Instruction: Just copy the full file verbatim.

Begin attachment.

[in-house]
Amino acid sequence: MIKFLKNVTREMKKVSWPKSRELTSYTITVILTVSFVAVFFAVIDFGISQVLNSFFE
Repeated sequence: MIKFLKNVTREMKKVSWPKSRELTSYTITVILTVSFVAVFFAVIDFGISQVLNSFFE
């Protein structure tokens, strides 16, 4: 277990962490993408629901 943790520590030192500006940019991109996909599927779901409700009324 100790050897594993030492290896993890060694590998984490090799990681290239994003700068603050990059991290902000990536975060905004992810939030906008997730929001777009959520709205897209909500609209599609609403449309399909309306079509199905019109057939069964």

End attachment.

[in-house]
Amino acid sequence: MIKFLKNVTREMKKVSWPKSRELTSYTITVILTVSFVAVFFAVIDFGISQVLNSFFE
Repeated sequence: MIKFLKNVTREMKKVSWPKSRELTSYTITVILTVSFVAVFFAVIDFGISQVLNSFFE
């Protein structure tokens, strides 16, 4: 277990962490993408629901 943790520590030192500006940019991109996909599927779901409700009324 100790050897594993030492290896993890060694590998984490090799990681290239994003700068603050990059991290902000990536975060905004992810939030906008997730929001777009959520709205897209909500609209599609609403449309399909309306079509199905019109057939069964």